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Nonprofits lack support for leaders of color

Survey finds high interest in landing leadership positions

Morgan C. Mullings
Staff reporter covering state and local politics. Report for America Corps Member. VIEW BIO
Nonprofits lack support for leaders of color
Elaine Ng (top right) makes a point during a Race To Lead webinar as Karilyn Crockett (top middle) David Shapiro and Abrigal Forrester (lower left, right) listen in. An American Sign Language interpreter (upper left) translates.

A nationwide survey has put the spotlight on Massachusetts nonprofits, and how people of color who fill their ranks want to move up, but find obstacles in their way.

The Race to Lead 2020 survey of over 5,200 respondents in the nonprofit sector reveals the disparity in ambition and opportunity between white workers and Black, Asian and Latino workers.  During the Race to Lead webinar on Oct. 28, nonprofit leaders, along with Boston’s chief of equity Karilyn Crockett, The Boston Foundation and the Barr Foundation discussed how far nonprofits have come and the long road ahead.

Recent studies have found that people of color are underrepresented in nonprofit leadership, making up just 8% of executive directors nationwide.

Out of all respondents in the Race to Lead survey, 58% of people of color expressed an interest in becoming a leader in their nonprofit, while only 38% of white respondents said the same. A higher amount of white respondents also answered “Definitely/Probably No” when asked if they want to be leaders in their organization. In addition, over a third of people of color said that their race negatively impacted their career advancement. When positions do open up, they aren’t often going to people of color, and  positions may open very slowly.

Jim Klocke, the CEO of the Massachusetts Nonprofit Network, attended the webinar, where he heard personal accounts to accompany the data.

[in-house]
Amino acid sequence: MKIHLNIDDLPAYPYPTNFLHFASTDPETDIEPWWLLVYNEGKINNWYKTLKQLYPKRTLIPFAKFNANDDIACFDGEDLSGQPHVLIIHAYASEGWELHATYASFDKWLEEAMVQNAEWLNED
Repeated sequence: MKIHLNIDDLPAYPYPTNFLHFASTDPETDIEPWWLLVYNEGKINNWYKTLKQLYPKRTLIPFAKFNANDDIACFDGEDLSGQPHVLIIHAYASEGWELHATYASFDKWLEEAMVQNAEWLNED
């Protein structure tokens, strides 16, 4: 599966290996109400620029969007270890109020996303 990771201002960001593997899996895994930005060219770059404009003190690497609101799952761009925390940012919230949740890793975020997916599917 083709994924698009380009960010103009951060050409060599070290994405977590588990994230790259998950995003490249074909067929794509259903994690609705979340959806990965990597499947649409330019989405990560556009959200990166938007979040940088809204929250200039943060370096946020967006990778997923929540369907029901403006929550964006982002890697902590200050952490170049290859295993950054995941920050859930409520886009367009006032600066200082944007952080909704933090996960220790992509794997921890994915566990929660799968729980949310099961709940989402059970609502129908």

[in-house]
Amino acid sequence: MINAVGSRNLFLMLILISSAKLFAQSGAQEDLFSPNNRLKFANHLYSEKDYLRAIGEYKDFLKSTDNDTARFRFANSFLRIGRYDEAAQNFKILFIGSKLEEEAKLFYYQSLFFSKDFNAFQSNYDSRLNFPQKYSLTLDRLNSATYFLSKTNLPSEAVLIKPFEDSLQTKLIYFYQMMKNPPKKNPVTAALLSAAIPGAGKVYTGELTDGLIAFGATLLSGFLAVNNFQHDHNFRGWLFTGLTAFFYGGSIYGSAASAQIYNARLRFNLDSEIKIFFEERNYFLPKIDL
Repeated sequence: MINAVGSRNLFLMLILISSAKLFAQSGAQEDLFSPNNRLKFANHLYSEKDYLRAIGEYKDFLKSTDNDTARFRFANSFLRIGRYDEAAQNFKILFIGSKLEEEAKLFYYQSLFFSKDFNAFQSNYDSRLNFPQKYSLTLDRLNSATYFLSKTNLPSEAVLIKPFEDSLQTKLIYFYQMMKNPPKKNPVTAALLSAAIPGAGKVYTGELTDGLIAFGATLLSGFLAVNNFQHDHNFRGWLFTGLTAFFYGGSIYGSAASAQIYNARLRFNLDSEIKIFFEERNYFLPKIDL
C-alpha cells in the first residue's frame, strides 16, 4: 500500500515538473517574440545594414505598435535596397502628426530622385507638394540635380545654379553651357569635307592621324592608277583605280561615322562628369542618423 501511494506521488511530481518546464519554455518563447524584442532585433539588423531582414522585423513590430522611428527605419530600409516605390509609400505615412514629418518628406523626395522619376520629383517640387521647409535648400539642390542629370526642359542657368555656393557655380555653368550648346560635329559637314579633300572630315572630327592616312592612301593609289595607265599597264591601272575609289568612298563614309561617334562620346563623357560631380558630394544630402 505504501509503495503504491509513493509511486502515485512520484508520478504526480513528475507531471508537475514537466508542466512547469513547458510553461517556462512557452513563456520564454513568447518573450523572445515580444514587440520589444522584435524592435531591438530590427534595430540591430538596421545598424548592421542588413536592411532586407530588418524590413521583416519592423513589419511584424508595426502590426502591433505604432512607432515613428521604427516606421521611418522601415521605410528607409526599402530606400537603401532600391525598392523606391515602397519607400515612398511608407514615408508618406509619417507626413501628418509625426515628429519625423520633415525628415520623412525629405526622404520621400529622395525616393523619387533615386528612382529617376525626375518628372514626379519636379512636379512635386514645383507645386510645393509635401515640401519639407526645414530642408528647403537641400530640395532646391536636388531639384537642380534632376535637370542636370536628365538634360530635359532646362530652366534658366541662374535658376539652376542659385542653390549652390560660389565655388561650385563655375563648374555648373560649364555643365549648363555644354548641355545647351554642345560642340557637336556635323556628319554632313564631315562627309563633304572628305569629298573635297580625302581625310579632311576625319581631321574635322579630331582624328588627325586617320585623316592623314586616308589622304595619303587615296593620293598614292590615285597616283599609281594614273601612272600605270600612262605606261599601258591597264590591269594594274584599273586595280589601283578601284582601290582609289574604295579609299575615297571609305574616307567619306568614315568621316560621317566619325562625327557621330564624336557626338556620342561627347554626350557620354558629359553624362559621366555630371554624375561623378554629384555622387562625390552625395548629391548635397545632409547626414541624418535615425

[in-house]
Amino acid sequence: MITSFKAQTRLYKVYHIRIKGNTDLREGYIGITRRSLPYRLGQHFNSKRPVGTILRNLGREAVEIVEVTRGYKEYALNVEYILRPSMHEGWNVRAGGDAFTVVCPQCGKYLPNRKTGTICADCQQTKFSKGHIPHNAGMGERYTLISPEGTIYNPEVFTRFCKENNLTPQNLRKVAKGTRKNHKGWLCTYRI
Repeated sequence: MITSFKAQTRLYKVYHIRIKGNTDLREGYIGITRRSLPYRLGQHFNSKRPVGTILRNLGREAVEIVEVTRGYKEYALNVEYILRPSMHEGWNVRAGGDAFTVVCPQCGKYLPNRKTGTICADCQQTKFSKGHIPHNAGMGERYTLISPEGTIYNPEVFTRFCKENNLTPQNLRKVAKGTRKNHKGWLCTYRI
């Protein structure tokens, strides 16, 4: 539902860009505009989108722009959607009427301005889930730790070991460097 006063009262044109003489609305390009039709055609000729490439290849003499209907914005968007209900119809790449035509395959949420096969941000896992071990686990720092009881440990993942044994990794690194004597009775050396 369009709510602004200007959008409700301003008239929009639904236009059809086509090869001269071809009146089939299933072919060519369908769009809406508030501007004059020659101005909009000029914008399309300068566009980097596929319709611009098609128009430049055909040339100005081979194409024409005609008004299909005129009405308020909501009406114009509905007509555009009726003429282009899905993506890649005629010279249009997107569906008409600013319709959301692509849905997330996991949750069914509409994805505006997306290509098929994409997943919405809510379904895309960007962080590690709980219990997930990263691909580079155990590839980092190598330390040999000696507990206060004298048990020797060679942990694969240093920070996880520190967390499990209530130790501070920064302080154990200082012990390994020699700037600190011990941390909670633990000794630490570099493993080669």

“It helps everybody understand that this problem does not just occur one way, it occurs a lot of ways. It does not occur at one point in time, it occurs over and over again,” Klocke told the Banner.

Advancement can happen, the report found, when employees have proper support to move up. Yet more than half of white respondents said they found support through mentors within their organization, while less than half of people of color said the same. Overwhelmingly, people of color found mentorship and support outside of their nonprofit.

Crockett, who moderated the panel at the webinar, shared her past experience as a young woman leading a nonprofit in Boston.

“It was hard to get mentorship, to get a network together. And I remember walking into so many rooms and the person I was going to meet with … A lot of times the people would walk me in and they would not close the door behind me,” she said.

Crockett realized that they were waiting for the leader of the organization, not knowing she was the leader.

Elaine Ng, who started her nonprofit career at the Boston Chinatown Neighborhood Center, spoke of her mentor David Moy, who helped her in her journey to becoming executive director. “He really taught me how to think critically about my work in community change, and gave me the latitude to succeed and to fail,” Ng said.

Klocke noted that through organizations like the Boston Foundation, the Massachusetts Nonprofit Network and YW Boston, racial equity work has increased over the last few years. He attributes some of this to the Race to Lead 2018 survey.

When that came out, wide circulation, [there was] a lot of attention, a lot of conversations. I think that helped begin an acceleration of work to support and promote the development of professionals of color in the nonprofit sector,” he said.

YW Boston has been working to help nonprofit organizations to think critically about race, and identify some challenges within their workplace to start addressing. With the help of the Boston Foundation, they’ve been bringing together groups of 15 to 20 to commit to implementing new strategies over the course of a year. Beth Chandler, CEO of YW Boston, explained the process.

“In some cases where the leadership team isn’t very diverse, [they] may have a diverse group of entry level employees, but as you move up the percentage of people of color, particularly Black and Latinx people is dropping off more significantly,” Chandler said.

At that point, they look at evaluation, hiring and promotion protocol, to see where bias may be influencing decisions. The Massachusetts Nonprofit Network is just one of many organizations that participated in this workshop.

Chandler, as a Black woman in the nonprofit sector, has experienced some of the lack of opportunity she is now working to undo.

“I think it’s also true that sometimes white candidates, and particularly white male candidates, get the benefit of the doubt,” she said. “There’s also the double whammy of being both Black and a woman. That can sometimes create additional barriers.”

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